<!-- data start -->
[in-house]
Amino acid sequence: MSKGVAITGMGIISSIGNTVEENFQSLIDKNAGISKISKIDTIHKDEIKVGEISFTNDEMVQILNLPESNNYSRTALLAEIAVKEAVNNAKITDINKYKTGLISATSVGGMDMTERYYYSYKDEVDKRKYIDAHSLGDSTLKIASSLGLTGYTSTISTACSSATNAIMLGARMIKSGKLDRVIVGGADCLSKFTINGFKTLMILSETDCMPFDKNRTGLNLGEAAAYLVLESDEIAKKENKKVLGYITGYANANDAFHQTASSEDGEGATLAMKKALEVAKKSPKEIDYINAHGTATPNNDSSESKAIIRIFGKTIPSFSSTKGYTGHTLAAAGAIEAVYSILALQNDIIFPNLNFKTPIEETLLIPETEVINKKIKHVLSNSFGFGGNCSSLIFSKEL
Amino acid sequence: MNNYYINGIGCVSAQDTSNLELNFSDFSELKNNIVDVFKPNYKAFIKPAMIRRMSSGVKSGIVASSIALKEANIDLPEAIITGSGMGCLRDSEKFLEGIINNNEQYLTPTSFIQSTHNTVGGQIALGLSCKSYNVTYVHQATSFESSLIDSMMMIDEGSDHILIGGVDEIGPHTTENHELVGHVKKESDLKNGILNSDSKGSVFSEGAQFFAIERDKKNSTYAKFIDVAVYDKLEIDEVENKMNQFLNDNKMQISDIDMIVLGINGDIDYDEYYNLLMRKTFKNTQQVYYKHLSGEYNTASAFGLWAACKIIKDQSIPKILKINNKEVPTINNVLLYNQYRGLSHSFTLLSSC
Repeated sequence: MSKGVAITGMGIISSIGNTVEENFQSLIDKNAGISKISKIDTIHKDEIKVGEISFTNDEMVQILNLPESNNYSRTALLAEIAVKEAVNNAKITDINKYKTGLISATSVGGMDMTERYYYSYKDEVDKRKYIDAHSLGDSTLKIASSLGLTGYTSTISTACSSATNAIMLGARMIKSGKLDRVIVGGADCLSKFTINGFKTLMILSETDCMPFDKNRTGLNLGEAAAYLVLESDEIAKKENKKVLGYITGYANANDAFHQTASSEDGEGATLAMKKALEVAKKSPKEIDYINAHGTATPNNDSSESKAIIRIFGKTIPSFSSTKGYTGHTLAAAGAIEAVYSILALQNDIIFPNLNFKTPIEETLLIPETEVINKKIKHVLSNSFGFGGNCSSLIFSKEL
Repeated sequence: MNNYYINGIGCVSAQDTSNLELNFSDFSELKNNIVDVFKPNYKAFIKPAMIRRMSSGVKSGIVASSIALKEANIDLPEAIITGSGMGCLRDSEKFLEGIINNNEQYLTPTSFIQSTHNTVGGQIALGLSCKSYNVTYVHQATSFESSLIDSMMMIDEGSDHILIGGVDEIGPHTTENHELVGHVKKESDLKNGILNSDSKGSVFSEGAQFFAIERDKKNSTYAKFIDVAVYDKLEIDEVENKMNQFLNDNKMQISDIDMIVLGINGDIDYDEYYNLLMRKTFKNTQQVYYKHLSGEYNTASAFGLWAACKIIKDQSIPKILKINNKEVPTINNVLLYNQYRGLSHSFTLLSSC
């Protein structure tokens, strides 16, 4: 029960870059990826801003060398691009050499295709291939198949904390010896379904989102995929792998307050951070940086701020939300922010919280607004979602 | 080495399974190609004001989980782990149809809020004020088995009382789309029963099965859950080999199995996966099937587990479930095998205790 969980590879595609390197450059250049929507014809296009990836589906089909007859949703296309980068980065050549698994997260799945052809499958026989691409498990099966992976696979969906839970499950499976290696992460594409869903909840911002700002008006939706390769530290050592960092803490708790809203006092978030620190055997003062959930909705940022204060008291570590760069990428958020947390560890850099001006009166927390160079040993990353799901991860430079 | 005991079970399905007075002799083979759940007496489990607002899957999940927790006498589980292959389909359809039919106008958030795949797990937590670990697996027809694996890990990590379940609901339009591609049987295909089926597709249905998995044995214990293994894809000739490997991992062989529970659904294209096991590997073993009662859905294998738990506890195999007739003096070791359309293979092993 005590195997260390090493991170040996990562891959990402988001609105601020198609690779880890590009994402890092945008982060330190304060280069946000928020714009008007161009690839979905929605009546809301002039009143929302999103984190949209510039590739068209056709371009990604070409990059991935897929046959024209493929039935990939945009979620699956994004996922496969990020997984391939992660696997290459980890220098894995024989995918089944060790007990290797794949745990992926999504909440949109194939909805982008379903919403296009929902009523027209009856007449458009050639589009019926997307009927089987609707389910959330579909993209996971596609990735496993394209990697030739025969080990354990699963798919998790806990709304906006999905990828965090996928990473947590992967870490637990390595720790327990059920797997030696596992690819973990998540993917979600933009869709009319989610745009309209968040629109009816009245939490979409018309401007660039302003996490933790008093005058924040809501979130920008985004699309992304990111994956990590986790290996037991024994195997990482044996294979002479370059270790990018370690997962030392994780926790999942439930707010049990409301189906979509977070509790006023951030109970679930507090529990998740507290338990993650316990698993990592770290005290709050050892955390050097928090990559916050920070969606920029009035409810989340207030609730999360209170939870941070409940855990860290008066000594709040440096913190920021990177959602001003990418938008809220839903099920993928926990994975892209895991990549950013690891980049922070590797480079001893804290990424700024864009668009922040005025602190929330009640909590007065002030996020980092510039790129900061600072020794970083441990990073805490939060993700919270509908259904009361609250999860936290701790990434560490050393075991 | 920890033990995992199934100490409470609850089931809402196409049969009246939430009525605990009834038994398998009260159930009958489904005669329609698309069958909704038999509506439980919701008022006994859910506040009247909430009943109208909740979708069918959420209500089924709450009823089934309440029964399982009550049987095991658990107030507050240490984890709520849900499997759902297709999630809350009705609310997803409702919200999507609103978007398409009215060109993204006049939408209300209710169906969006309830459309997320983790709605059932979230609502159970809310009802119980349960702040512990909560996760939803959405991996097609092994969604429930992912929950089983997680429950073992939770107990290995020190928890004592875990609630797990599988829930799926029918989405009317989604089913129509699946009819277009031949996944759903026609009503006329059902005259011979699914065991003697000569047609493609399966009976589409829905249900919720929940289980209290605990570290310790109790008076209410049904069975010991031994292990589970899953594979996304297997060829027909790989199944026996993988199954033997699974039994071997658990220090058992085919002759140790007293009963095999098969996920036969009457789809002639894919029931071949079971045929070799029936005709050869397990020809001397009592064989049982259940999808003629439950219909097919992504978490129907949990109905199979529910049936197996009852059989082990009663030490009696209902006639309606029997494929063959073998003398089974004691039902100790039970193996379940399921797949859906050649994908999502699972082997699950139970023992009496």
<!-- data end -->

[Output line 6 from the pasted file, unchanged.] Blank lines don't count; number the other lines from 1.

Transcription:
């Protein structure tokens, strides 16, 4: 029960870059990826801003060398691009050499295709291939198949904390010896379904989102995929792998307050951070940086701020939300922010919280607004979602 | 080495399974190609004001989980782990149809809020004020088995009382789309029963099965859950080999199995996966099937587990479930095998205790 969980590879595609390197450059250049929507014809296009990836589906089909007859949703296309980068980065050549698994997260799945052809499958026989691409498990099966992976696979969906839970499950499976290696992460594409869903909840911002700002008006939706390769530290050592960092803490708790809203006092978030620190055997003062959930909705940022204060008291570590760069990428958020947390560890850099001006009166927390160079040993990353799901991860430079 | 005991079970399905007075002799083979759940007496489990607002899957999940927790006498589980292959389909359809039919106008958030795949797990937590670990697996027809694996890990990590379940609901339009591609049987295909089926597709249905998995044995214990293994894809000739490997991992062989529970659904294209096991590997073993009662859905294998738990506890195999007739003096070791359309293979092993 005590195997260390090493991170040996990562891959990402988001609105601020198609690779880890590009994402890092945008982060330190304060280069946000928020714009008007161009690839979905929605009546809301002039009143929302999103984190949209510039590739068209056709371009990604070409990059991935897929046959024209493929039935990939945009979620699956994004996922496969990020997984391939992660696997290459980890220098894995024989995918089944060790007990290797794949745990992926999504909440949109194939909805982008379903919403296009929902009523027209009856007449458009050639589009019926997307009927089987609707389910959330579909993209996971596609990735496993394209990697030739025969080990354990699963798919998790806990709304906006999905990828965090996928990473947590992967870490637990390595720790327990059920797997030696596992690819973990998540993917979600933009869709009319989610745009309209968040629109009816009245939490979409018309401007660039302003996490933790008093005058924040809501979130920008985004699309992304990111994956990590986790290996037991024994195997990482044996294979002479370059270790990018370690997962030392994780926790999942439930707010049990409301189906979509977070509790006023951030109970679930507090529990998740507290338990993650316990698993990592770290005290709050050892955390050097928090990559916050920070969606920029009035409810989340207030609730999360209170939870941070409940855990860290008066000594709040440096913190920021990177959602001003990418938008809220839903099920993928926990994975892209895991990549950013690891980049922070590797480079001893804290990424700024864009668009922040005025602190929330009640909590007065002030996020980092510039790129900061600072020794970083441990990073805490939060993700919270509908259904009361609250999860936290701790990434560490050393075991 | 920890033990995992199934100490409470609850089931809402196409049969009246939430009525605990009834038994398998009260159930009958489904005669329609698309069958909704038999509506439980919701008022006994859910506040009247909430009943109208909740979708069918959420209500089924709450009823089934309440029964399982009550049987095991658990107030507050240490984890709520849900499997759902297709999630809350009705609310997803409702919200999507609103978007398409009215060109993204006049939408209300209710169906969006309830459309997320983790709605059932979230609502159970809310009802119980349960702040512990909560996760939803959405991996097609092994969604429930992912929950089983997680429950073992939770107990290995020190928890004592875990609630797990599988829930799926029918989405009317989604089913129509699946009819277009031949996944759903026609009503006329059902005259011979699914065991003697000569047609493609399966009976589409829905249900919720929940289980209290605990570290310790109790008076209410049904069975010991031994292990589970899953594979996304297997060829027909790989199944026996993988199954033997699974039994071997658990220090058992085919002759140790007293009963095999098969996920036969009457789809002639894919029931071949079971045929070799029936005709050869397990020809001397009592064989049982259940999808003629439950219909097919992504978490129907949990109905199979529910049936197996009852059989082990009663030490009696209902006639309606029997494929063959073998003398089974004691039902100790039970193996379940399921797949859906050649994908999502699972082997699950139970023992009496």